Once upon a time doing an entire song about butts was a novelty. Before we were inundated with odes to shaking backsides, the music industry was actually not a hospitable place to women gifted with curvier than average bodies. Then in 1992 Seattle producer and rapper Sir Mix-A-Lot released his now ubiquitous hit record, “Baby Got Back.”
The bouncy departure from the gangster sounds of the west and the boom-bap of the east, “Baby” didn’t find its audience immediately. In fact, MTV initially refused to play the video because they found it offensive. But eventually the network–and millions of listeners–got…ahem…behind it.
As part of their micro oral histories week, Vulture corralled Rick Rubin, Sir Mix-a-Lot (real name: Anthony Ray), the video’s director Adam Bernstein (also of “Breaking Bad” fame), and others to bring you the story of this cheeky classic.
Sir Mix-a-Lot (producer/writer/performer, “Baby Got Back”): Amylia Dorsey was my girlfriend at the time, the girl that did the “Oh my gawd, Becky” intro [to the song]. You think J.Lo had a body? No contest! We were together eight, nine years.
Amylia Dorsey-Rivas (voice artist, “Baby Got Back”): I have about 40 to 50 different voices that I do. There were so many kids coming in and out of my household — my parents had about 40 foster kids; I was adopted — that I picked up lots of different accents. The one [at the beginning of] “Baby” was based on girls I grew up around.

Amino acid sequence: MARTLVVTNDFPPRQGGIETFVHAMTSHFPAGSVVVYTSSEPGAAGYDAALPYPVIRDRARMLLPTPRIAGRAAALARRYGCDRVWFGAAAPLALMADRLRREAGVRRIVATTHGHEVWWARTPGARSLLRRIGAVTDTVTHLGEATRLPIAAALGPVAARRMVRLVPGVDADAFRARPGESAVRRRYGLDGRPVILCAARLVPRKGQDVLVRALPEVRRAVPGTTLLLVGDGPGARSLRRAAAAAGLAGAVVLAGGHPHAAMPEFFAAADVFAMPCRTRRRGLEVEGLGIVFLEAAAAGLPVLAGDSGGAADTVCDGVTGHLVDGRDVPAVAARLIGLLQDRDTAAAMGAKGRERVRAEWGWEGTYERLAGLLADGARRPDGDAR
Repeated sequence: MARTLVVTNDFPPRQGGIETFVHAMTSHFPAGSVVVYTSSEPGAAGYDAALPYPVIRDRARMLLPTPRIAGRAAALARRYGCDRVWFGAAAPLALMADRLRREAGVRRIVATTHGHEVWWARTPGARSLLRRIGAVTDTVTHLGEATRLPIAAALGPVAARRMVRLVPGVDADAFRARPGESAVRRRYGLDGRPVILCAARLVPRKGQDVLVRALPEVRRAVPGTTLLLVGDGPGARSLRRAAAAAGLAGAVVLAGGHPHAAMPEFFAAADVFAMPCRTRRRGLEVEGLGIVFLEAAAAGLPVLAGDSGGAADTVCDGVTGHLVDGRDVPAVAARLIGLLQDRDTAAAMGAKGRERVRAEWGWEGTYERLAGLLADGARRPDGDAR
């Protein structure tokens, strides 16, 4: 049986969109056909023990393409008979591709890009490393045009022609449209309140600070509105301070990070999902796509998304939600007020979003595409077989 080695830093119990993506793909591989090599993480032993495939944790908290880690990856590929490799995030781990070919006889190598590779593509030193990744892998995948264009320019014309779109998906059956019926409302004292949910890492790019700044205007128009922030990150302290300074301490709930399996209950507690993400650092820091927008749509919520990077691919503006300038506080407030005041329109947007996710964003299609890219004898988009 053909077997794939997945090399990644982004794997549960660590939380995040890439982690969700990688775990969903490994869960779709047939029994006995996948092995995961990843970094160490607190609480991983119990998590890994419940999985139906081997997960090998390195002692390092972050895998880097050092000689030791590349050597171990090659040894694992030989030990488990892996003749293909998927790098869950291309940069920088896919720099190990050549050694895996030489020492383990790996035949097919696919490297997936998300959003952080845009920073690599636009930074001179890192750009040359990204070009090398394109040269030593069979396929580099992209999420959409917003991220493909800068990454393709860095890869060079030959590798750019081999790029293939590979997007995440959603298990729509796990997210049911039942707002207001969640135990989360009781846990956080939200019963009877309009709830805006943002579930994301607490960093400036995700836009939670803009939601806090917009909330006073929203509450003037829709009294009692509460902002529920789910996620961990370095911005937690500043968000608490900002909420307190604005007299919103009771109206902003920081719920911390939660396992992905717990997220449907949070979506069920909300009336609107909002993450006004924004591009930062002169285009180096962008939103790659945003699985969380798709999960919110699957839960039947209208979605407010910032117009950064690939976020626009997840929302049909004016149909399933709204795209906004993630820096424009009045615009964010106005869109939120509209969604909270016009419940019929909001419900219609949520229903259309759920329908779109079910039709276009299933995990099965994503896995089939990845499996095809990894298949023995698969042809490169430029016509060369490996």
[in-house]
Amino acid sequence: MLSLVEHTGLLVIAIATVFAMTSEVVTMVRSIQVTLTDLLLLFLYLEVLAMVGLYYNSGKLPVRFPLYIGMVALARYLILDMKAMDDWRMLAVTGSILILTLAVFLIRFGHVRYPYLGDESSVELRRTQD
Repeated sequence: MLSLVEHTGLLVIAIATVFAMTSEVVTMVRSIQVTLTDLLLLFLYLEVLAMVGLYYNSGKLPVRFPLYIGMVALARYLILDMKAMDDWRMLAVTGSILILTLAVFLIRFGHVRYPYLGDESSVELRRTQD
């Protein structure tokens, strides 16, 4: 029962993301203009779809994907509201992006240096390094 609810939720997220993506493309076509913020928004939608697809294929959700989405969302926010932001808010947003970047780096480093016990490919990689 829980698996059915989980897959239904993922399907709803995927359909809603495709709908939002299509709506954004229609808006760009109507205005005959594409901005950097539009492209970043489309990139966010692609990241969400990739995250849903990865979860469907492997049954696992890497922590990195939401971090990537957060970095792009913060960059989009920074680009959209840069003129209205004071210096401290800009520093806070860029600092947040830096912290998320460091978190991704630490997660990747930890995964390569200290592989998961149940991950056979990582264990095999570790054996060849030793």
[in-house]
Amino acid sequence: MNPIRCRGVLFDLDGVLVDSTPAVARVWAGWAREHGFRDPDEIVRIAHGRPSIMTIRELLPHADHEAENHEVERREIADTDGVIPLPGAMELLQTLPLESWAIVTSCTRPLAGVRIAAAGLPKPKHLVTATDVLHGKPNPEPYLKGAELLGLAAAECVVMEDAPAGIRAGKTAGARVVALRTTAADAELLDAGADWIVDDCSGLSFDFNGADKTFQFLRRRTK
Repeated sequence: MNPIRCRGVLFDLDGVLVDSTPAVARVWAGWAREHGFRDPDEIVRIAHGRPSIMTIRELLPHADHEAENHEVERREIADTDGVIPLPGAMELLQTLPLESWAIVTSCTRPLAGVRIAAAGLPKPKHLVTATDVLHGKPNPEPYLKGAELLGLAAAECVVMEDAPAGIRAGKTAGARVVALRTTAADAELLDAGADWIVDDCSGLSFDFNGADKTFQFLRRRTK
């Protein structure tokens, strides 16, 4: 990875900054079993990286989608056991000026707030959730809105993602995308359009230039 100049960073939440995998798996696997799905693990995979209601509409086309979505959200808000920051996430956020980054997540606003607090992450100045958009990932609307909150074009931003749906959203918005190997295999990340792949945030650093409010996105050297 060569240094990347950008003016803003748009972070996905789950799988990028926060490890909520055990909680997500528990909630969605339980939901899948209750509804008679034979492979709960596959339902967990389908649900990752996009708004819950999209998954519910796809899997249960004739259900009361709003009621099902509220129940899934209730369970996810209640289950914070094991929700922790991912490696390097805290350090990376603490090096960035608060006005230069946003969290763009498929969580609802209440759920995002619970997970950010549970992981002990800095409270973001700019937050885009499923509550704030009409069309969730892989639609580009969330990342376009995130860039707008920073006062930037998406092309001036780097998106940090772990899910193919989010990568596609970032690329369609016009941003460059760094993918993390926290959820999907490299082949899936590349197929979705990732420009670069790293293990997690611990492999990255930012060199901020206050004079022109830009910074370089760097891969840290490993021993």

Adam Bernstein (director, “Baby Got Back” video):
I had previously been offered the chance to direct an LL Cool J song, “Big Ole Butt,” but I didn’t do it. This time, I needed to get out of New York because I broke up with my girlfriend and she got the apartment.
Dana Hollister (costume designer, “Baby Got Back” video):
I concocted the visuals based around the giant ass. Dana and I leafed through a book about Jean-Paul Goude, a French fashion photographer who happened to be ass-obsessed. So the shape of the butt was inspired by his work.
Rick Rubin (owner, Def American/American Recordings): I had these old-fashioned, engraved desk plaques made that read “Call MTV Re: Mix-a-Lot” and left them on the desks in the office of every staff member. I knew if we could get MTV onboard, word would spread.
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